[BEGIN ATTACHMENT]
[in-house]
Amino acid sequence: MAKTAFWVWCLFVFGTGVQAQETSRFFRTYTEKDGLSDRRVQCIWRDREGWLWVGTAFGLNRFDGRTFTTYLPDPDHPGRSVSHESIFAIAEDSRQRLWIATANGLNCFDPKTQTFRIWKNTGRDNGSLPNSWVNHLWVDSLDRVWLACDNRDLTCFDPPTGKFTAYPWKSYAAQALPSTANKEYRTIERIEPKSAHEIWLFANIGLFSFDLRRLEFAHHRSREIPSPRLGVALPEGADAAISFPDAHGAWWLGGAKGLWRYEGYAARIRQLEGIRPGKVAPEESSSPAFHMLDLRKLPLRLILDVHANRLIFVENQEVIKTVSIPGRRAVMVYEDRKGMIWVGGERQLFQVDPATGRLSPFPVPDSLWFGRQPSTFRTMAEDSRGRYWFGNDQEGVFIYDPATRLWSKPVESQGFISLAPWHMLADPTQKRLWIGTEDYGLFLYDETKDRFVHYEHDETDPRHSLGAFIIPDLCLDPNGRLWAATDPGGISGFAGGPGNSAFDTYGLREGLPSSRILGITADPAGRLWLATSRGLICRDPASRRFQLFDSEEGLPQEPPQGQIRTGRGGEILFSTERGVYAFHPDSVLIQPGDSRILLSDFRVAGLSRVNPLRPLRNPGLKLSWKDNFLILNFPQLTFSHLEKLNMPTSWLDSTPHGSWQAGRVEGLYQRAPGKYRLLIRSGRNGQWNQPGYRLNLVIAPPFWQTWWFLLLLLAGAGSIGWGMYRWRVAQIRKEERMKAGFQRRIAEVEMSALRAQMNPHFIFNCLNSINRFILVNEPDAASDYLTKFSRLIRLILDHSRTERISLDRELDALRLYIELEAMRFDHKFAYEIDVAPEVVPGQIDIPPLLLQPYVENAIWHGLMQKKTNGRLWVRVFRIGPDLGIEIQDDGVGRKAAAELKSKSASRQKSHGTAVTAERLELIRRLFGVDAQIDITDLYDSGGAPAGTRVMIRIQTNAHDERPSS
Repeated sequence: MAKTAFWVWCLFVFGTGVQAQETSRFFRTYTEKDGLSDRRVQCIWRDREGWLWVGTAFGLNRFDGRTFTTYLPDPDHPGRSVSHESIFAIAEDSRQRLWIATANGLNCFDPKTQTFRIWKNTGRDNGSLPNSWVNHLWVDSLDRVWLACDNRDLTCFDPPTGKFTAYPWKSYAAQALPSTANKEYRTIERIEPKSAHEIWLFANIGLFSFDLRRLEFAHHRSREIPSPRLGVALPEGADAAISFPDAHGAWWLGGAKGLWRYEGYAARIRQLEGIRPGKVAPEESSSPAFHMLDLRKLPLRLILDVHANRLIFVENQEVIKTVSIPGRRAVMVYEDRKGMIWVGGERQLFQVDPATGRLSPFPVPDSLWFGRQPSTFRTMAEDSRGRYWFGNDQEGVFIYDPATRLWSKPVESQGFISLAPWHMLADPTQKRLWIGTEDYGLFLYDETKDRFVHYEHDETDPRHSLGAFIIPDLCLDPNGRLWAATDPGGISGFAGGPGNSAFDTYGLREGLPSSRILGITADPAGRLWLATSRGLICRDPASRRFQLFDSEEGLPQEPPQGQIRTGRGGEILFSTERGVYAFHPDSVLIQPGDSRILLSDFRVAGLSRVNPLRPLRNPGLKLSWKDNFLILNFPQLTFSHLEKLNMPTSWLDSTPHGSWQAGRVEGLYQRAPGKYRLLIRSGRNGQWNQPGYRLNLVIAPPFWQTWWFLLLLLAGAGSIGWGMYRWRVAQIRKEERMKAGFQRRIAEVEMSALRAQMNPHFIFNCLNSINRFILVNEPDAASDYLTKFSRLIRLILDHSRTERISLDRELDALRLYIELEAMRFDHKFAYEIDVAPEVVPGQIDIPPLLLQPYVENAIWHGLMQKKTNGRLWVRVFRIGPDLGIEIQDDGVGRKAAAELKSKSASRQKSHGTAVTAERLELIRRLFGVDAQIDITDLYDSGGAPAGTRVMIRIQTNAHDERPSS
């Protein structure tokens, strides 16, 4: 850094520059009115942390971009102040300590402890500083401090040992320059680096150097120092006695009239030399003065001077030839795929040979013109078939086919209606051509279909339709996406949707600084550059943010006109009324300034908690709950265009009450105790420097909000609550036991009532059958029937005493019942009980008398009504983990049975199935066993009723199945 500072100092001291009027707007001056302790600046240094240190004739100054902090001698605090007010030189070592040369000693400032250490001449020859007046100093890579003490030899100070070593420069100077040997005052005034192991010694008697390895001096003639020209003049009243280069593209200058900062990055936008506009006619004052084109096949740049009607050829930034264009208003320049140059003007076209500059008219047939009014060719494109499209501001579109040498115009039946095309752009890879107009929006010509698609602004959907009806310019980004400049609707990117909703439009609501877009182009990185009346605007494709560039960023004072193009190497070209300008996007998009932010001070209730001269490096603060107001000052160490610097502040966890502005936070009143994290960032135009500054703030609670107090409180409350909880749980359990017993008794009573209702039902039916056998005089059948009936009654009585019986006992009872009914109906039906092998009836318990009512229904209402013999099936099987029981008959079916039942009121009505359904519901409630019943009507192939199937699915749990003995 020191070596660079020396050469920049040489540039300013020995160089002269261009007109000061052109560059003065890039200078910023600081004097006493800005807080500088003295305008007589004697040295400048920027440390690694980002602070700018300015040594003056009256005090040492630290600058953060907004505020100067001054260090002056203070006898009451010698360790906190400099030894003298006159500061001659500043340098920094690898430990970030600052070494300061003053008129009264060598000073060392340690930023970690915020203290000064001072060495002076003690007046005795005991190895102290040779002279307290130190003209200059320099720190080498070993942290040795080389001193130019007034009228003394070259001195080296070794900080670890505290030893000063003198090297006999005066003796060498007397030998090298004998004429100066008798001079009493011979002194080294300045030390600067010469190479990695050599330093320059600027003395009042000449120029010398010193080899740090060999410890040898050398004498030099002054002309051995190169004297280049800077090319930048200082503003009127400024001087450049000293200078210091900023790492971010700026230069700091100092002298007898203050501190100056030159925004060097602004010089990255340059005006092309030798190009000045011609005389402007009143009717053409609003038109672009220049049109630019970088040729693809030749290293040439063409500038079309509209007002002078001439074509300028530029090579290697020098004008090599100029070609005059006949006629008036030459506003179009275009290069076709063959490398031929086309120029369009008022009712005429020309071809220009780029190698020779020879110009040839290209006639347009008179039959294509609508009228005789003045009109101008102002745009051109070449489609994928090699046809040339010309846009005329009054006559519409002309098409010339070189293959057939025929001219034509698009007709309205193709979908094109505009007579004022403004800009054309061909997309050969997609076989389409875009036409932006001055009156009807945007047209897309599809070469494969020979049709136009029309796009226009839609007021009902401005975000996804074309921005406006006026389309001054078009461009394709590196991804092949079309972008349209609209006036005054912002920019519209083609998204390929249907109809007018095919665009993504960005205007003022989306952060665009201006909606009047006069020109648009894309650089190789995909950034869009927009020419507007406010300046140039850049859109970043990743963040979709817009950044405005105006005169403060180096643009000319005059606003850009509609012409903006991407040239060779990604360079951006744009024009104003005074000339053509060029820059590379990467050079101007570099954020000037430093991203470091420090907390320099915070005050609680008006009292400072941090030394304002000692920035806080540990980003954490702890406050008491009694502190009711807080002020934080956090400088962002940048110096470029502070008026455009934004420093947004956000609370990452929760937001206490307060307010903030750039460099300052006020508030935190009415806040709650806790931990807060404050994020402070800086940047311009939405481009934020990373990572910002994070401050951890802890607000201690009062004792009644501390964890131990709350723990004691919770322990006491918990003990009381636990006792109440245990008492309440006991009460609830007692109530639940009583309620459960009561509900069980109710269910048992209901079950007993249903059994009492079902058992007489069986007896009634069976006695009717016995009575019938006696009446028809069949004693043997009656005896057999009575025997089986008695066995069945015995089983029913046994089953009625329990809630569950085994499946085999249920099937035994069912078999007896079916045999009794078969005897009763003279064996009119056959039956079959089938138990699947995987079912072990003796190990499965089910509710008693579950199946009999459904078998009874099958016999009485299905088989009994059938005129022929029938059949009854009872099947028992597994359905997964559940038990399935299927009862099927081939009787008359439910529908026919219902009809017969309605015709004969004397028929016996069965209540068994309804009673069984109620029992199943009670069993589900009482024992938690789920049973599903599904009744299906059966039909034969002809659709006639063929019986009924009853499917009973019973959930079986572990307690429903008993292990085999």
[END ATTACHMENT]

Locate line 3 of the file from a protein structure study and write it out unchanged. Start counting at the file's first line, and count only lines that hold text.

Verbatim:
Repeated sequence: MAKTAFWVWCLFVFGTGVQAQETSRFFRTYTEKDGLSDRRVQCIWRDREGWLWVGTAFGLNRFDGRTFTTYLPDPDHPGRSVSHESIFAIAEDSRQRLWIATANGLNCFDPKTQTFRIWKNTGRDNGSLPNSWVNHLWVDSLDRVWLACDNRDLTCFDPPTGKFTAYPWKSYAAQALPSTANKEYRTIERIEPKSAHEIWLFANIGLFSFDLRRLEFAHHRSREIPSPRLGVALPEGADAAISFPDAHGAWWLGGAKGLWRYEGYAARIRQLEGIRPGKVAPEESSSPAFHMLDLRKLPLRLILDVHANRLIFVENQEVIKTVSIPGRRAVMVYEDRKGMIWVGGERQLFQVDPATGRLSPFPVPDSLWFGRQPSTFRTMAEDSRGRYWFGNDQEGVFIYDPATRLWSKPVESQGFISLAPWHMLADPTQKRLWIGTEDYGLFLYDETKDRFVHYEHDETDPRHSLGAFIIPDLCLDPNGRLWAATDPGGISGFAGGPGNSAFDTYGLREGLPSSRILGITADPAGRLWLATSRGLICRDPASRRFQLFDSEEGLPQEPPQGQIRTGRGGEILFSTERGVYAFHPDSVLIQPGDSRILLSDFRVAGLSRVNPLRPLRNPGLKLSWKDNFLILNFPQLTFSHLEKLNMPTSWLDSTPHGSWQAGRVEGLYQRAPGKYRLLIRSGRNGQWNQPGYRLNLVIAPPFWQTWWFLLLLLAGAGSIGWGMYRWRVAQIRKEERMKAGFQRRIAEVEMSALRAQMNPHFIFNCLNSINRFILVNEPDAASDYLTKFSRLIRLILDHSRTERISLDRELDALRLYIELEAMRFDHKFAYEIDVAPEVVPGQIDIPPLLLQPYVENAIWHGLMQKKTNGRLWVRVFRIGPDLGIEIQDDGVGRKAAAELKSKSASRQKSHGTAVTAERLELIRRLFGVDAQIDITDLYDSGGAPAGTRVMIRIQTNAHDERPSS